India Today - - STATE OF THE STATES - —Ar­shia Sat­tar

TTHE BHA­GAVAD GITA nes­tles com­fort­ably in the Bhishma Parva of the Ma­hab­harata, just as the frat­ri­ci­dal war is about to be­gin. De­spite the fact that schol­ars be­lieve that the Gita was al­ways a part of the great epic, it stands out not only for the phi­los­o­phy of be­ing and do­ing that it ex­plores but also be­cause it has al­ways re­ceived at­ten­tion as an in­de­pen­dent text, over and above any sig­nif­i­cance that it may have within the Ma­hab­harata’s larger story.

Over the cen­turies, In­dian thinkers, from the clas­si­cal philoso­phers Shankara, Ra­manuja to Bhakti po­ets as Dnyanesh­war, have cho­sen to write com­men­taries on the Gita’s 18 chapters. The idea that the Gita was cru­cial to the un­der­stand­ing of Hin­duism car­ried into the colo­nial and mod­ern pe­ri­ods, and trans­la­tions and com­men­taries on the Gita have con­tin­ued to blos­som. Both Ma­hatma Gandhi and S. Rad­hakr­ish­nan have seen their re­spec­tive philoso­phies re­flected in the text. Even B.R. Ambed­kar, who so fiercely re­jected Hin­duism, was com­pelled to ad­dress the Gita. And so it is that Amit Ma­jum­dar’s new trans­la­tion, God­song, stands within a long tra­di­tion of the Gita be­ing pre­sented to English-read­ing and speak­ing au­di­ences with greater and lesser knowl­edge of the re­li­gion in which it is so firmly em­bed­ded. Each trans­la­tion is ac­com­pa­nied by some kind of com­men­tary. There is ei­ther an ex­pla­na­tion of the many philo­soph­i­cal po­si­tions and re­la­tion­ships to the di­vine that the Gita sug­gests, a state­ment of the trans­la­tor’s take on those po­si­tions or a de­scrip­tion of what the trans­la­tor is at­tempt­ing to do with the well-known and well-loved text. Of course, each trans­la­tion re­flects the time and place in which it was made. They re­spond, as they must, to the zeit­geist.

Ma­jum­dar is a ra­di­ol­o­gist and a poet. That’s sig­nif­i­cant, as his trans­la­tion of the Gita reaches for the text’s po­etry as well as its spir­i­tual mean­ing. Typ­i­cally, only po­ets choose to ac­knowl­edge that the Gita, as its very name at­tests, is a song.

Ma­jum­dar trans­lates not only as a poet but also as a Hindu and a mem­ber of the In­dian di­as­pora in the US—all th­ese iden­ti­ties are heav­ily un­der­scored in his in­tro­duc­tion and the crit­i­cal ma­te­rial with which he sur­rounds his trans­la­tion.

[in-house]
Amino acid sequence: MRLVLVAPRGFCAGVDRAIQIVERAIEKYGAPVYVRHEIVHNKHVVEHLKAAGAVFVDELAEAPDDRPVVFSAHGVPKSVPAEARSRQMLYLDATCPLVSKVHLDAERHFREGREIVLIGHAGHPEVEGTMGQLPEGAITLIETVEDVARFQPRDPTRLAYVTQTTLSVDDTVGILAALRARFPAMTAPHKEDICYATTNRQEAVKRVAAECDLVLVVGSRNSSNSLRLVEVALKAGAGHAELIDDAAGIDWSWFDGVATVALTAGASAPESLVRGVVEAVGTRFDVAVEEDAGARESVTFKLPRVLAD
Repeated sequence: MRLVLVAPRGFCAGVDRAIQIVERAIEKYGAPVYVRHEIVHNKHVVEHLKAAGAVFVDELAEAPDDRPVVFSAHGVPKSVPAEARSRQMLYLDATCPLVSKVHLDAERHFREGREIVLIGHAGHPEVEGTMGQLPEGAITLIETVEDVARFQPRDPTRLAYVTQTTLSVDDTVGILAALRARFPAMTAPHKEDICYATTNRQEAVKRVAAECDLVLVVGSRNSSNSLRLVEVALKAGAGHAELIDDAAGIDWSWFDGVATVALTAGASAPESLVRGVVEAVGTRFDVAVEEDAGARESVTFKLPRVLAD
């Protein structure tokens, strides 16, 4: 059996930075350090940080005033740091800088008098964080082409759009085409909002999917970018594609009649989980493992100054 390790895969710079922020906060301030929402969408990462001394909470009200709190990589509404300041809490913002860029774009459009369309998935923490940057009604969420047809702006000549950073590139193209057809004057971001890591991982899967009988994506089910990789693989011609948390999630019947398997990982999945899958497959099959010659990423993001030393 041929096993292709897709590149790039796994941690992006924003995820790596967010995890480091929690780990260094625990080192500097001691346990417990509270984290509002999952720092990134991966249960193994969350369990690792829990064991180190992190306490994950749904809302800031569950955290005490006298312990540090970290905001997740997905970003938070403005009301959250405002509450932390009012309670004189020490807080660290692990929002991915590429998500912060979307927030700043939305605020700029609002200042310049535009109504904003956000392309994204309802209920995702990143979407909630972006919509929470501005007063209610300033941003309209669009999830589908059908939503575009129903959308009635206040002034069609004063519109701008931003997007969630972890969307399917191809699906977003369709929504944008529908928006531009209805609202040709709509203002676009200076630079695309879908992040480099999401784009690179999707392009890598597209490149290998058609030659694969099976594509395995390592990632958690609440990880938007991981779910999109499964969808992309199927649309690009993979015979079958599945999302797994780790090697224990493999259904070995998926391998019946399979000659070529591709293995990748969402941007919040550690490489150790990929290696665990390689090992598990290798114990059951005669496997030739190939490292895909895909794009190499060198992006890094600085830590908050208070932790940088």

The com­men­tary Ma­jum­dar pro­vides has an in­ter­est­ing and very con­tem­po­rary form—he sum­marises each chap­ter of the Gita, which he calls a ‘ses­sion’, be­fore giv­ing us his trans­la­tion of the text. The summaries are suc­cinct, pointed and use­ful. Each ses­sion also comes with a ‘lis­tener’s guide’ at the back of the book where Ma­jum­dar ex­pli­cates what he him­self has re­ceived and un­der­stood from each chap­ter. Since the Gita has long lent it­self to dif­fer­ent and var­ied in­ter­pre­ta­tions, one can­not dis­count Ma­jum­dar’s in­sights.

So, too, I am sure there are many con­tem­po­rary read­ers and be­liev­ers who will agree with him, though (or per­haps be­cause) he finds it nec­es­sary to take sideswipes at how other re­li­gions think about god and an in­di­vid­ual’s re­la­tion­ship to the di­vine.

“Only Hin­duism had ar­mour, and that ar­mour (sic) was the Gita (p.xxii),” he writes, be­cause it is a text of ‘mul­ti­plic­i­ties’, en­com­pass­ing many be­lief sys­tems and many ideas of the di­vine.

Ma­jum­dar’s claim for Hin­duism is that it is fun­da­men­tally ‘one in the many’. This is hardly a new ar­gu­ment, but he makes it per­sua­sively, us­ing the Gita as a ba­sis for the claim and plac­ing it firmly in the genre of the Upan­ishad, a teach­ing given by a spir­i­tual mas­ter to a stu­dent.

Ma­jum­dar’s trans­la­tion is easy to read. It res­onates with much that has come be­fore him, ab­sorb­ing and re­flect­ing (if not ac­knowl­edg­ing) the long and rich tra­di­tion of Gita trans­la­tions. Ma­jum­dar re­jects what he calls the ‘mythis­tory’ of the Gita and seems to come at it al­most as a naif, let­ting the sa­cred poem speak to him and hear­ing it as he wills.

This makes for some in­ter­est­ing mo­ments. For ex­am­ple, he hears Ar­juna’s ques­tion as “what do you do when the other fel­low wants to kill you?” rather than the more con­ven­tional (and chal­leng­ing) for­mu­la­tion of “how do I jus­tify killing my teach­ers, my el­ders and my fam­ily?”

What­ever quib­bles I might have with this new trans­la­tion (and there are many), I will re­mem­ber God­song be­cause Ma­jum­dar has poignantly re­minded me that what lies at the heart of this poem about god is the idea of friend­ship. The di­a­logue be­gins and ends as it does be­cause Ar­juna be­lieves he is talk­ing to his friend, an older and wiser friend who can help him through the most des­per­ate moral cri­sis of his life. How mag­nif­i­cent it is that his friend, Kr­ishna, says, ‘trust me, be­cause I am god’. And when Ar­juna doubts him, Kr­ishna shows him that he is, in­deed, god. In all of world lit­er­a­ture, there is no more glo­ri­ous epiphany or demon­stra­tion of friend­ship than the one that Ar­juna ex­pe­ri­ences in Chap­ter 11 of the Bha­gavad Gita.

GOD­SONG: A VERSE TRANS­LA­TION OF THE BHA­GAVAD GITA by Amit Ma­jum­dar Pen­guin `599; 208 pages

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